Just a few hours from Pau, France, my train arrives in San Sebastian, Spain. Many people had told me I would love San Sebastian, but I was hesitant to expect too much and set myself up for disappointment, which often happens to me. It turned out that, indeed, I did fall in love with this seemly perfect coastal city.
Three steep forested hills jet out into the Atlantic Ocean, towering over two long, curving beaches and a river flowing out of the Basque foothills. Picturesque apartments, historic buildings, Gothic churches, bustling street life, and a university fill the rest of the landscape. The proximity of the surfing beaches, forested hiking, and a lively, small city, made San Sebastian unlike anywhere else I have ever been.
My guide for one evening was a student named Sam. He was a year long student who decided to stay through the summer sessions. We walked up a well groomed path towards the giant statue of Jesus which overlooks the city from the middle of the three ocean jettisoned peaks. On top, we could see the longest of the two beaches curving into the distance until it reached the other peak, creating a bay in between them. In the bay was a rock island with some sheer cliffs visited only by the hundreds of seagulls circling above.
In the protection behind the island was a harbor full of yachts and sailboats. Beyond the harbor, the city-lined beach was busy with people enjoying walks along the calm waters. Looking the other direction toward the third peak, we could see the surf beach filled with waves, surfers, and a river ending its journey to the Atlantic.
Most students, like Sam, chose to live in the neighborhood behind the surf beach. A short walk from their front doors, and they could catch some waves after class. There is even a surf class, supplying one transferable recreation credit.
Just as in Bilbao, the Basque have managed to build an extremely clean city, full of beautifully kept historic buildings, and a dotting of bold modern architecture. Attractive bike paths and frequent buses complete the parking-lot-free charm of San Sebastian.
Unlike the typical US city of spread-out, single-family homes with isolated shopping centers, here the 200,000 people have chosen to live in apartments, with shops and restaurants downstairs, keeping everything and everyone close. The streets and plazas fill up with people of all ages in the late summer evenings. Many students found in the first week of school that they had already befriended several locals in the plazas outside their apartments.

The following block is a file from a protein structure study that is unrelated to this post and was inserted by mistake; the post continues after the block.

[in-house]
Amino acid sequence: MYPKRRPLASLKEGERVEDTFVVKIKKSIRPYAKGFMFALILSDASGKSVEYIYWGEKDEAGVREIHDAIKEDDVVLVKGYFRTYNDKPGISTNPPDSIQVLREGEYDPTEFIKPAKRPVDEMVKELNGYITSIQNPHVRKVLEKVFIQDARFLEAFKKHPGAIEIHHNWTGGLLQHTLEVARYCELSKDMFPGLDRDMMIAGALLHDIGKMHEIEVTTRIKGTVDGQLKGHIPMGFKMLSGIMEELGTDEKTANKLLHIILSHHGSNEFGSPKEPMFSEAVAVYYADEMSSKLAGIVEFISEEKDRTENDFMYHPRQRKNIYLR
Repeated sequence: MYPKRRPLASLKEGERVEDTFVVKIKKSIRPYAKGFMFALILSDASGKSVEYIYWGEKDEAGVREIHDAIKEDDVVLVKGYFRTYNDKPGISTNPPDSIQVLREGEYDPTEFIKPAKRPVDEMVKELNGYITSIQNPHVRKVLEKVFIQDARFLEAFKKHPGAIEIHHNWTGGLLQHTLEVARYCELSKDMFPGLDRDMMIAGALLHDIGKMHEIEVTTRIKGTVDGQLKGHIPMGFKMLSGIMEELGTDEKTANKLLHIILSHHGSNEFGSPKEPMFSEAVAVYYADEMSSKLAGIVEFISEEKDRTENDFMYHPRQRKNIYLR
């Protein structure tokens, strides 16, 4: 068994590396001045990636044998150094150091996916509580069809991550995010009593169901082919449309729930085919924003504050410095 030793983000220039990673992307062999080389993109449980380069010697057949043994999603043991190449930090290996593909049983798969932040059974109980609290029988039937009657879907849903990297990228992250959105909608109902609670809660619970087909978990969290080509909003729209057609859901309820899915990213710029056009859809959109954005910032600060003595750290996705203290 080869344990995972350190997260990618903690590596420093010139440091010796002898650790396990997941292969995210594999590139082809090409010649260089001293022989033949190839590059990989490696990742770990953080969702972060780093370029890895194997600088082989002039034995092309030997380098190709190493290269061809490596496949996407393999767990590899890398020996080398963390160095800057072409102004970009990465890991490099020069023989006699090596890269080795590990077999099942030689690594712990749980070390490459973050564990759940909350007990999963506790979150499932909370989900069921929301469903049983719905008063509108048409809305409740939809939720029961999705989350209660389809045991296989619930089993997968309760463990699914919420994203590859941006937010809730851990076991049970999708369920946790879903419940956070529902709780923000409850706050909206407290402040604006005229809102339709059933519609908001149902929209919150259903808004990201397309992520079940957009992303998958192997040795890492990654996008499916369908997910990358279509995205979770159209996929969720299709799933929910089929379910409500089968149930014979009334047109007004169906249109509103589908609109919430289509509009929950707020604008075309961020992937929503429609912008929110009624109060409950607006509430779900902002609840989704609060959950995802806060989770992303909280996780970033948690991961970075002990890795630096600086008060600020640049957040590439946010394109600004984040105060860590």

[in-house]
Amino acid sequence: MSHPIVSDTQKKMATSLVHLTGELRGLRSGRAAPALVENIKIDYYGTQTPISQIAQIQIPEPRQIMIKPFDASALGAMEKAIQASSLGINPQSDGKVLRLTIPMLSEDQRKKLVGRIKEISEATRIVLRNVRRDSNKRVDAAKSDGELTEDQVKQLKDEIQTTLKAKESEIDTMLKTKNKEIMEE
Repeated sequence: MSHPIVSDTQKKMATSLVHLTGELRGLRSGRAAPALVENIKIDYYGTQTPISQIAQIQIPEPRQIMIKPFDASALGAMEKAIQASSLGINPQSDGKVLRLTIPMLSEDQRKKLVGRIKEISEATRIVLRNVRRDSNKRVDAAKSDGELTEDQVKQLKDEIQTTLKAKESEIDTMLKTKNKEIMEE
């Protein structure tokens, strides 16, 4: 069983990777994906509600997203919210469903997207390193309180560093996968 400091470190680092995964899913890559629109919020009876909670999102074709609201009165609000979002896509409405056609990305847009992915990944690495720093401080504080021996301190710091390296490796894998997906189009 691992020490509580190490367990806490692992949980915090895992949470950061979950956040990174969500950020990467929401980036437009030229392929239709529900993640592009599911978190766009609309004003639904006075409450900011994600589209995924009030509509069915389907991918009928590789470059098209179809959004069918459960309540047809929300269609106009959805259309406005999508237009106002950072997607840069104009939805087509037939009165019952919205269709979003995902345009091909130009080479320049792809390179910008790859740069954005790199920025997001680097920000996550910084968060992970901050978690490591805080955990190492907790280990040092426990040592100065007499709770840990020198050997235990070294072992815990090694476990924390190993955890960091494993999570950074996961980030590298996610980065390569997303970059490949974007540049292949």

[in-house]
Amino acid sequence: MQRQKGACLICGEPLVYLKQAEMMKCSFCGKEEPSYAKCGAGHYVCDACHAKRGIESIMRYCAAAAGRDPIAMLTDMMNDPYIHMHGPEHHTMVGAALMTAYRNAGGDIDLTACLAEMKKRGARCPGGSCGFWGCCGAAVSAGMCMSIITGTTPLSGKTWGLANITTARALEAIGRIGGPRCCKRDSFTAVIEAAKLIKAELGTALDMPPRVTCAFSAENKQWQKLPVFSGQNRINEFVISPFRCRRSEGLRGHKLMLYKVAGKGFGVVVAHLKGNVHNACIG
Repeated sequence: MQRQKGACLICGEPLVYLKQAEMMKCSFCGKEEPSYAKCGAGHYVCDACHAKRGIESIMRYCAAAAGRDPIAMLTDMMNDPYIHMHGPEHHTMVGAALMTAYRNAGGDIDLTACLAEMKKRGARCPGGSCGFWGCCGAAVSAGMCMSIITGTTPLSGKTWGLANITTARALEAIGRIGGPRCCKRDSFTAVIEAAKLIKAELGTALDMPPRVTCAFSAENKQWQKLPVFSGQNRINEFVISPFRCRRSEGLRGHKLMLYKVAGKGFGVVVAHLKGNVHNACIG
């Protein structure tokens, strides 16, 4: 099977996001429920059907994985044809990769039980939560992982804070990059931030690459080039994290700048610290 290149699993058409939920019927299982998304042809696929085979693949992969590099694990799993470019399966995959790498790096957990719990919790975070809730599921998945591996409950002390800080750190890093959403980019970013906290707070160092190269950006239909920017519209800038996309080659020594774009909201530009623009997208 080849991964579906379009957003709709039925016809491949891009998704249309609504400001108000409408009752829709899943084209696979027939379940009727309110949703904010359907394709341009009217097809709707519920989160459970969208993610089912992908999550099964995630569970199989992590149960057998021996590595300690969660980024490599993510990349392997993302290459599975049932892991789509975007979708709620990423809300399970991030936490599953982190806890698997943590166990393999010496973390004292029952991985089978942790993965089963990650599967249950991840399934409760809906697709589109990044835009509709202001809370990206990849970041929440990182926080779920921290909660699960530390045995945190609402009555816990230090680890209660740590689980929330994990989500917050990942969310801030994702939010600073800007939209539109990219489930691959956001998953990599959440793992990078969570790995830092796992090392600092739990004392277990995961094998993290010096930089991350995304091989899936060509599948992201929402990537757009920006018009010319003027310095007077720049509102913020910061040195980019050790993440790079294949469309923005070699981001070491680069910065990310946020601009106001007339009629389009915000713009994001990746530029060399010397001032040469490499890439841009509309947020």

San Sebastian was the original USAC location founded almost 30 years ago, and still one of the best. Reno, home of the USAC headquarters, is a sister city to San Sebastian. USAC’s roots are tied in with the Basque people, and some of the interesting history between Reno, San Sebastian, and USAC can read about more in my post about Bilbao<http://leeandrew.net/2011/05/25/week-5-bilbao-spain/>. Working with the resident director Patricia was a treat, because she has been involved since the beginning and knows many great stories of USAC’s past.
Basque food is some of the best in world. Several of the USAC staff (Patricia, Tito, Asun) treated me to absolutely incredible lunches and dinners. If you’ve visited a Basque restaurant in Reno, you are familiar with traditional home-style Basque food. But in the Basque country the restaurants serve multiple-course, gourmet meals, combining flavors and textures beyond my ability to properly describe.
Foodies may be familiar with the Michelin Guide to restaurants, which gives rankings from 1 to 3 stars, any number of star being highly esteemed. Three stars are given to less than 100 restaurants around the world. The tiny city of San Sebastian is home to three three-star restaurants, which is unheard of outside of giants like Paris, Tokyo and New York. If a three-star restaurant’s out of your price range (like myself and most people), there are many other one and two-star restaurants to enjoy.
If you’ve been following my blog, you know I thoroughly enjoyed Viterbo. But San Sebastian is a close runner up for my favorite location of the nine stops on this trip. I hope to return for an extended vacation in the beautiful Basque country someday.